So to conclude: Does Incarnum affect your lifespan? The answer is indeed that it does, but not so significantly as to make humans live centuries rather than decades.
Now I sense a followup question: Can you alter a person’s soul to make them age slower, like how the planar shell can affect how time passes within?
The answer I’m afraid is a very loud and resounding “No”. The difference between a soul and a planar shell is substantial, especially given that one is inside the other in almost every encounter. Time marches along inside a plane due to the frequency of the planar shell, but all a soul does to organic matter is give it a little nudge forward. Now, if you instead formed a coating or bubble of soft (low-frequency) Incarnum around a person, and added in some manner of “anti-Incarnum field” immediately outside of it to prevent the planar shell from interfering, you could potentially slow down time within that enclosed space.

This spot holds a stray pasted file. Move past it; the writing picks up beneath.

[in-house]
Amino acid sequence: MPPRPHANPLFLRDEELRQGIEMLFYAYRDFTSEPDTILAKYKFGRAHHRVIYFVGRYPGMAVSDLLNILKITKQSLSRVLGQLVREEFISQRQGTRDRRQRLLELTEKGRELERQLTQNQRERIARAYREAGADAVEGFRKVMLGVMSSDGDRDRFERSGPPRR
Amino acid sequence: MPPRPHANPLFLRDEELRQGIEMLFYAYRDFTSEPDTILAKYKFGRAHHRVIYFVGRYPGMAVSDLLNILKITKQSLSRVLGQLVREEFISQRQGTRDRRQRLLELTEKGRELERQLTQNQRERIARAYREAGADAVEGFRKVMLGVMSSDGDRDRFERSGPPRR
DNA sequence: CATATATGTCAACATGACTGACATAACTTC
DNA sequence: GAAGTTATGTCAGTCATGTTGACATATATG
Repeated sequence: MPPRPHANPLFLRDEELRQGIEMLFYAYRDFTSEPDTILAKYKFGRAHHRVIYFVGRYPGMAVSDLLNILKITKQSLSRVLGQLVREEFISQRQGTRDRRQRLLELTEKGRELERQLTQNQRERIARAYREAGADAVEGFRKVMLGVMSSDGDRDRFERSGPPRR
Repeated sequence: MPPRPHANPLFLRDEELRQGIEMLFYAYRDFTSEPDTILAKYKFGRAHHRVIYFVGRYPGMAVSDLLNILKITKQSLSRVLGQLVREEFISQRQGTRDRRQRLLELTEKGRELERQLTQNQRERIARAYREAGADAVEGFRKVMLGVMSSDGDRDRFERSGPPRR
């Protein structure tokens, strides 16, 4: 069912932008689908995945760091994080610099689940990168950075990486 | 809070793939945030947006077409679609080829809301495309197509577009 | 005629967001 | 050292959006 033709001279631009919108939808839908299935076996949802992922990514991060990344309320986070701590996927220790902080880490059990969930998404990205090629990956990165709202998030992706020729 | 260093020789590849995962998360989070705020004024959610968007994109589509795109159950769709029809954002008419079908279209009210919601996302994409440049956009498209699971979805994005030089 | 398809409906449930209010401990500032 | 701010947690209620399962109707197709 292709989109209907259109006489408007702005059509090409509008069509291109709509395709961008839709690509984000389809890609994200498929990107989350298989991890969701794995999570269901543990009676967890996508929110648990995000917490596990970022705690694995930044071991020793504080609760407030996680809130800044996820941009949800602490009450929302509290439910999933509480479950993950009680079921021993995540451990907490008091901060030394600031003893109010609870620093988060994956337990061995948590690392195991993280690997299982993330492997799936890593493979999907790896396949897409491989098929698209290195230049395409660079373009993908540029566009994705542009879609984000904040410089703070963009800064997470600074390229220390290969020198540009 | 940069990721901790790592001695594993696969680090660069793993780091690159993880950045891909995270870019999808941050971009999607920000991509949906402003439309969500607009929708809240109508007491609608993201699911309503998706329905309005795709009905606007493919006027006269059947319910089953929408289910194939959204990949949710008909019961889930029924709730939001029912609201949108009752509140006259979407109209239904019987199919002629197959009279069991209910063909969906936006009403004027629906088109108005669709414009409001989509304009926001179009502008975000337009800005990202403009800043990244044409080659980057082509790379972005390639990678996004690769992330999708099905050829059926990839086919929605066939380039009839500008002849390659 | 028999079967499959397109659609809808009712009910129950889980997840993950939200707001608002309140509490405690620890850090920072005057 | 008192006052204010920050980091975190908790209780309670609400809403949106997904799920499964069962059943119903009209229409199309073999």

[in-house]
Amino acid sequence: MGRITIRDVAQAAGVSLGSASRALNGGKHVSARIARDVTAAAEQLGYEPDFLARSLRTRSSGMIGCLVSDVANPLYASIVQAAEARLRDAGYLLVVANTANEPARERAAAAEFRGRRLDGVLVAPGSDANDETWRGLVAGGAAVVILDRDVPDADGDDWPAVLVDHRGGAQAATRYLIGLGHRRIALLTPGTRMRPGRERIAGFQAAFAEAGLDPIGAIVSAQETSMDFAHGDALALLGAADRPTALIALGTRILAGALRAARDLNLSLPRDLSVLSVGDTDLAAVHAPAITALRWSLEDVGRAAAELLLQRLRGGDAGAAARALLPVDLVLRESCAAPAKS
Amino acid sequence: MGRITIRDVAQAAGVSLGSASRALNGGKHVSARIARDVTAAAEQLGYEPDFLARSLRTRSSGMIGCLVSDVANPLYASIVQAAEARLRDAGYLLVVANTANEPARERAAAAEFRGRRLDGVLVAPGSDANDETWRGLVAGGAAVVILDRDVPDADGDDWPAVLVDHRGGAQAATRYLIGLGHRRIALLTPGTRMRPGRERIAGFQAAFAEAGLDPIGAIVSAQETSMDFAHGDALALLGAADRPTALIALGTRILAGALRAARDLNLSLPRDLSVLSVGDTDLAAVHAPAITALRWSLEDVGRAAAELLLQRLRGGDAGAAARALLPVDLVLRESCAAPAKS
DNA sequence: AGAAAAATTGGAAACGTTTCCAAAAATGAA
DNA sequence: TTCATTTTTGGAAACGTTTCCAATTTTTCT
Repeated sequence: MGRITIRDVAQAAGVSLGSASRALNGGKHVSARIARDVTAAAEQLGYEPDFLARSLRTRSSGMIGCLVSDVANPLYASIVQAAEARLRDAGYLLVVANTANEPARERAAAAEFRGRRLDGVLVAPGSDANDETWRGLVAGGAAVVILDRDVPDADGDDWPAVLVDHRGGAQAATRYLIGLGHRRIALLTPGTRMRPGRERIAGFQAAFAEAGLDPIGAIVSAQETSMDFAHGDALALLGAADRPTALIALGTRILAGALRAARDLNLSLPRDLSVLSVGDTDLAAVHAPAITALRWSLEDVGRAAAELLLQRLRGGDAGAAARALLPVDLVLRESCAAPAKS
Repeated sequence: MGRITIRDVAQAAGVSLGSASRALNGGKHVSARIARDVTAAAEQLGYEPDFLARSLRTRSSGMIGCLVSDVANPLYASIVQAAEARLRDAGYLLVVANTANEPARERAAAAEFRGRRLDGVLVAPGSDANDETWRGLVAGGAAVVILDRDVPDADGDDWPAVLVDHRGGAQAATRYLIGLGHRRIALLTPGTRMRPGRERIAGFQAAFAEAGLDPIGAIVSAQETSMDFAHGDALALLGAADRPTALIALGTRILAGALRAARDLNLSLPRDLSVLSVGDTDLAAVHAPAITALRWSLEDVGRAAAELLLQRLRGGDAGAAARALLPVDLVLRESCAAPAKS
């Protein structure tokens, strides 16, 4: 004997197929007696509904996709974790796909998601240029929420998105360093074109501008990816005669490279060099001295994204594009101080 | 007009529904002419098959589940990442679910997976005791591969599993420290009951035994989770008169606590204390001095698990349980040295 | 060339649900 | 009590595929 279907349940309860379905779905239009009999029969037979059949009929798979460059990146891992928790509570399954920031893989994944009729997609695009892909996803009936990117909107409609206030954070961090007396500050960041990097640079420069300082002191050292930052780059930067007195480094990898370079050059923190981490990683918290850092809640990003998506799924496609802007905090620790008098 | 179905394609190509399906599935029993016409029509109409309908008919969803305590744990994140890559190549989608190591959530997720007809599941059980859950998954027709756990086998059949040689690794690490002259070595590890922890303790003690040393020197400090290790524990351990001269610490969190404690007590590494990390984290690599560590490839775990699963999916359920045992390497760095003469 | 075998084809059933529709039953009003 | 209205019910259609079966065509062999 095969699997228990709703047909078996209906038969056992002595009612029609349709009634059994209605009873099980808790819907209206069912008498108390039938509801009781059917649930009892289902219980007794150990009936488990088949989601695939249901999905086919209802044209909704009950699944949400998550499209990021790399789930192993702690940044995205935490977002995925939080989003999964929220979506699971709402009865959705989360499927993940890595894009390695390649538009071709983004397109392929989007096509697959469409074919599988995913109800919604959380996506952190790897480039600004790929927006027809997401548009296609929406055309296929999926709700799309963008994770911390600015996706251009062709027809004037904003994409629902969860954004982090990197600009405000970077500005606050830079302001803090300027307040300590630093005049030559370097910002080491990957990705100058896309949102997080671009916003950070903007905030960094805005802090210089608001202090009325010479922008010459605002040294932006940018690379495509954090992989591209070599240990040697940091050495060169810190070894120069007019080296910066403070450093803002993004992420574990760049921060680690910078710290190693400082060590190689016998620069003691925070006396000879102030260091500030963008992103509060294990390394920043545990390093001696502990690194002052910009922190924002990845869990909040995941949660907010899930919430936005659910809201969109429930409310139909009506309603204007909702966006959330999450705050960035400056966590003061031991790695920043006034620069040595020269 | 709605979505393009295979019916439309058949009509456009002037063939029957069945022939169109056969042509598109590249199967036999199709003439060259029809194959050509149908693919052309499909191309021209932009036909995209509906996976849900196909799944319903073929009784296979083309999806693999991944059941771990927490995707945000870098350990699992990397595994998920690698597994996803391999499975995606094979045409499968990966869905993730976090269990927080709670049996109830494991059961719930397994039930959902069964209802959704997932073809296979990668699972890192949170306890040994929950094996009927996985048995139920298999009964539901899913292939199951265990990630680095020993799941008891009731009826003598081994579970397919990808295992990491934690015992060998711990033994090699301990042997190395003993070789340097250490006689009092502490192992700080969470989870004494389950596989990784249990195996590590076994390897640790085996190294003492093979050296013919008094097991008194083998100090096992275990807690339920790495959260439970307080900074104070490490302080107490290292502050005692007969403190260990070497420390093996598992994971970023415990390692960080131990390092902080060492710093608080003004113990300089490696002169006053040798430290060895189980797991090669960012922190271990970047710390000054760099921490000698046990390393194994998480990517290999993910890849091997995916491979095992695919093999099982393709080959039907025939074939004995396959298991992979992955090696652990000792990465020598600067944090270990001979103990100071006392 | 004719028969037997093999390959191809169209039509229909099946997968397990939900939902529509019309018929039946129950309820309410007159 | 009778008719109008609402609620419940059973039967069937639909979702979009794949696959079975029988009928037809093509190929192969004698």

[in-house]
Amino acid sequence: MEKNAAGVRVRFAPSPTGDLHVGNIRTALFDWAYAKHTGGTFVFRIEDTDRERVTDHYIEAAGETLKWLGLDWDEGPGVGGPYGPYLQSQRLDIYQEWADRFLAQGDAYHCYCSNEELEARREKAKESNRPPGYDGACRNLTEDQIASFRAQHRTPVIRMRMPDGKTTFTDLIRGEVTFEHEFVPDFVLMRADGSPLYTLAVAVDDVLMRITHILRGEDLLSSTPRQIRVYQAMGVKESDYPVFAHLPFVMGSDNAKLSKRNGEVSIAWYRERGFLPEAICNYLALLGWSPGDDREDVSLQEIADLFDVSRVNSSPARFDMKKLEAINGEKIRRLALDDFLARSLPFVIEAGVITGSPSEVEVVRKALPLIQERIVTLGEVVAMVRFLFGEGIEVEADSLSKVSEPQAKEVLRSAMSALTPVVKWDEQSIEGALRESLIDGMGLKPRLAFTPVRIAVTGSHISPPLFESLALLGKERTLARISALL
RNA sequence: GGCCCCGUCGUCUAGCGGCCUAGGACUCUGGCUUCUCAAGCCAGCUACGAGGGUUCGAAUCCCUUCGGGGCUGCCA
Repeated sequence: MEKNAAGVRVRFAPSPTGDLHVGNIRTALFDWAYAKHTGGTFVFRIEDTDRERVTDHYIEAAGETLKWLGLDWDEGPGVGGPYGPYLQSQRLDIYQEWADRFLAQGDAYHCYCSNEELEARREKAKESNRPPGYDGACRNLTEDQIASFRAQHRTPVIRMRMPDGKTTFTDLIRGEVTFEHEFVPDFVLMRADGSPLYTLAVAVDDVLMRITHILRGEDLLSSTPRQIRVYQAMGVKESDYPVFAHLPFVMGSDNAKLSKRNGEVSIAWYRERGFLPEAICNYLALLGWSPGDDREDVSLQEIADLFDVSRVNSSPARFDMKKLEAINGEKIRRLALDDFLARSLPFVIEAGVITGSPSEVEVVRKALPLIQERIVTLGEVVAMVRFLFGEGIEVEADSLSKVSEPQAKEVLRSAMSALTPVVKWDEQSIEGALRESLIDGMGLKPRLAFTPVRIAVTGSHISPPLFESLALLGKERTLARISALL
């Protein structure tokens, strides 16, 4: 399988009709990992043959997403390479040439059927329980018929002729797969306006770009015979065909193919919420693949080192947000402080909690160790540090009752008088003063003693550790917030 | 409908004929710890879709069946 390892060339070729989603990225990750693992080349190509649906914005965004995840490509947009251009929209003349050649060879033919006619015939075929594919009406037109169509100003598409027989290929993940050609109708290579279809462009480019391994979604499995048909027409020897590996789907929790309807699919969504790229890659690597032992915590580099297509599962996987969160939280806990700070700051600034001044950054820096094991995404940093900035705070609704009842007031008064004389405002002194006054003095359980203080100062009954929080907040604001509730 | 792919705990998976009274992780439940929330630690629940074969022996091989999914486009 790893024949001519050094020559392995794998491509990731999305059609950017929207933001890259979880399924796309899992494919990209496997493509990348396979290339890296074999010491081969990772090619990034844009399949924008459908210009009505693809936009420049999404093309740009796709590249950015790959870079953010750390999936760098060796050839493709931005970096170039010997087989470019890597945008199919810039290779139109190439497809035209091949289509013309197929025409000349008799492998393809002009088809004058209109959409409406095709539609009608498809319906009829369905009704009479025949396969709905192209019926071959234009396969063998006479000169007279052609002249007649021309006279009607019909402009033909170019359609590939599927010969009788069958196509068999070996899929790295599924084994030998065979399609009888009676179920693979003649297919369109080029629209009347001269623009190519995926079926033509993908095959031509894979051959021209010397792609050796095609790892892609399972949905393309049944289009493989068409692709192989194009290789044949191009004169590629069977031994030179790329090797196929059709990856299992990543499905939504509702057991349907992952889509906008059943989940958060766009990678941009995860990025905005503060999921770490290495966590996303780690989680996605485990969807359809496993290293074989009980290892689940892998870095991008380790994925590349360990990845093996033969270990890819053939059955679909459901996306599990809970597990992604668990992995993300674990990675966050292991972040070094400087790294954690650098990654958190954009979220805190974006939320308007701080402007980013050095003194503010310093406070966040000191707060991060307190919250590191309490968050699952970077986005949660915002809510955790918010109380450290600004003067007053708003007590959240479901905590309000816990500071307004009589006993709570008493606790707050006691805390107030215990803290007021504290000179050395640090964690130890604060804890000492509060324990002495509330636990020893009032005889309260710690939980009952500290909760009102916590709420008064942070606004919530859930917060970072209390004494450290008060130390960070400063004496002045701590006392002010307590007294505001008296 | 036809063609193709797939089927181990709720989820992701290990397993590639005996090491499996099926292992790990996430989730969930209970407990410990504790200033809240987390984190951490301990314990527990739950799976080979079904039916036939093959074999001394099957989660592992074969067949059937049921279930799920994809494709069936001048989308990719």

Personally, I wouldn’t recommend trying this idea, because it essentially puts you in your own little plane relative to everyone else, so that you are moving substantially slower than the rest of the plane, and if you instead go the other route, your natural physiology is still ticking away and all you manage to do is accelerate it.
That’s all on Magic Physics today, I’ll be back later this week if not next Tuesday with more, feel free to pose questions you’d like answered and I’ll be happy to try and answer them all in turn!